Charvel Model 2 Project PART ONE

New to Phoenix, with the itch to find guitars to work on, I have found one very surprising thing. What you can find on Craigslist in Phoenix is no where near what you can find in St. Louis. Perhaps it’s St. Louis Music/Ampeg being headquartered in STL? Not sure. All I know is I could consistently get my hands on great, cheap vintage and hard-to-find guitars in the midwest. In Phoenix all you get is a bunch of busted Squires and the occasional guy wanting $1000 for his sad-sack-of-shit partscaster. It’s alright buddy, I build them too.

Welp, old JT managed to find himself an awesome group of guys to play music with, and what’s really interesting is we are all in love with New Wave music. I finally get to play Duran Durn, Depeche Mode, The Fixx, Talk Talk…all the stuff I grew up with and listen to every day.

This got me in the mood for an 80’s guitar. Something somewhat flashy, but simple and refined. I was lucky enough to find exactly what I was looking for: a circa 86/87 Charvel Model 2.

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I’ve always wanted a one-pickup one-volume guitar, and I finally found me one.

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This guitar came completely gutted, with no pickup, no electronics of any sort or input jack. On top of everything else the original Kahler tremolo was totally trashed, like someone pulled it off the guitar and hit it with a shovel for a few hours.

Stay tuned for PART TWO!

So early retirement didn’t quite work out ….

Something has happened here at Living Analog that has pulled me out of early retirement, off the bench, back from the dead …. pick your metaphor. It’s been a long strange trip, but the Danish daybeds we purchased way, way, way back in 2011 are done.  Upholstered (by a professional), wood doctored up (by me with Howard’s Restor-a-finish) and in place in our new house.  Yes, we bought a place in Phoenix and are working, working, working to make our new house feel like our home.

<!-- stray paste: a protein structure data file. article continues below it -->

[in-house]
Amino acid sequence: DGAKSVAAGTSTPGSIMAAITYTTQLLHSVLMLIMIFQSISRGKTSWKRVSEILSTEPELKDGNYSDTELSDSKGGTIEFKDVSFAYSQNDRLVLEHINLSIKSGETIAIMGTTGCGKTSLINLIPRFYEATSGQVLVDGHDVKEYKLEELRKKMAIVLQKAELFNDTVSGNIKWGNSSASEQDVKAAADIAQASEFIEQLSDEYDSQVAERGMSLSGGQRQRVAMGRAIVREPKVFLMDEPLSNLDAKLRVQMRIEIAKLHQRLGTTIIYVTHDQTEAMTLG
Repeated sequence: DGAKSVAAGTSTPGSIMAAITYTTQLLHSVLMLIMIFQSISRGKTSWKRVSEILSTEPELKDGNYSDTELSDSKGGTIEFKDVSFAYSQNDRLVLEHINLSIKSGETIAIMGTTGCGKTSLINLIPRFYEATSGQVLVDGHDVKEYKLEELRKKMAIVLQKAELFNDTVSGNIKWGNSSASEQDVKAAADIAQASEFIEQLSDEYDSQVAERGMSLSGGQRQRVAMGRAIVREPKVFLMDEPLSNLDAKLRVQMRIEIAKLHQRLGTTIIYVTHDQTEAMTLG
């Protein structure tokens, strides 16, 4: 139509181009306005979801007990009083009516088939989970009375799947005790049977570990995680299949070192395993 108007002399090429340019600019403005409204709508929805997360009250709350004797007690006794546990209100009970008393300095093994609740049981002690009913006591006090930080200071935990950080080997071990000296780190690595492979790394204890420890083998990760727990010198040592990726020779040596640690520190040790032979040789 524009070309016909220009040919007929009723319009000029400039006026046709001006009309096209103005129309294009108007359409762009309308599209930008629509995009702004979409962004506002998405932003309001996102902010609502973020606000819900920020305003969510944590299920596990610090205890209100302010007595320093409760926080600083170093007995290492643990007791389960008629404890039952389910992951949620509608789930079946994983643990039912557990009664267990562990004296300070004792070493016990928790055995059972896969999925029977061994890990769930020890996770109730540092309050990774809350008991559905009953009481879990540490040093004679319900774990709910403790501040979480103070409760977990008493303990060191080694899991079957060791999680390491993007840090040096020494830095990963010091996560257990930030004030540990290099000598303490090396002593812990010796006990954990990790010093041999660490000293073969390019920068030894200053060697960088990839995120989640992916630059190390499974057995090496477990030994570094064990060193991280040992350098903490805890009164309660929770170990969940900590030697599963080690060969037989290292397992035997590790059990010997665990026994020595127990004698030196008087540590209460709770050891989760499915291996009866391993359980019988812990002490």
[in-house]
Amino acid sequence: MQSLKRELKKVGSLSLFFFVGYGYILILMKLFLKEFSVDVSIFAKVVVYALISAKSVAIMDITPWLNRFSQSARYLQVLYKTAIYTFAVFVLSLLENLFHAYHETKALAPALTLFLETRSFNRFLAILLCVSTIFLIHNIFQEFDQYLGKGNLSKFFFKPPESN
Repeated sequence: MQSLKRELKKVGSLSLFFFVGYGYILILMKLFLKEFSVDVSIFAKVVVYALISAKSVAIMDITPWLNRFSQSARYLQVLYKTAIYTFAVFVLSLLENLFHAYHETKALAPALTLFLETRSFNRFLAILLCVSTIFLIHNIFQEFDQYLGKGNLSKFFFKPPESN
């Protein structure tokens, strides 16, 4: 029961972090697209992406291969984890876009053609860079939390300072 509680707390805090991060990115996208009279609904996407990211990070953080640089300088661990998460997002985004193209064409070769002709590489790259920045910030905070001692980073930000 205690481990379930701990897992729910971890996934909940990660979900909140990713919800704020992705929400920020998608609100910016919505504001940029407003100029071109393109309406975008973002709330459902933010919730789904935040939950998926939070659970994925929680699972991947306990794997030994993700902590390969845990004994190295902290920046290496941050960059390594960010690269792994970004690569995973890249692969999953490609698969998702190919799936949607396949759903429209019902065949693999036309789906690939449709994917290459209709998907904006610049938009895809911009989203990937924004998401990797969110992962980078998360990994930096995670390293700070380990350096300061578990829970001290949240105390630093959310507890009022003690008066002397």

But first, the daybeds.  Here they are in all their glory on Mister Modtomic’s driveway:

MR MODTOMIC DANISH DAYBEDS And here they are now, presiding over the living room of our new house.  LR_01

(That’s JT’s guitar hook on the wall, the guitar was with him at band practice but it is a refinish job that he did and matches the grey of the new upholstery really well.)IMG_4512

I was able to get the fabric on super sale at SAS Fabrics up on 19th Avenue.  They were getting rid of a lot of their upholstery fabrics and so the grey material was really cheap – I can’t remember exactly (because that was like 6 months ago and I’m losing my mind) but I think it ended up being around $5 a yard.  Don’t quote me on that.  Upholstery labor costs seem to be a bit more affordable in PHX than they were in STL as well…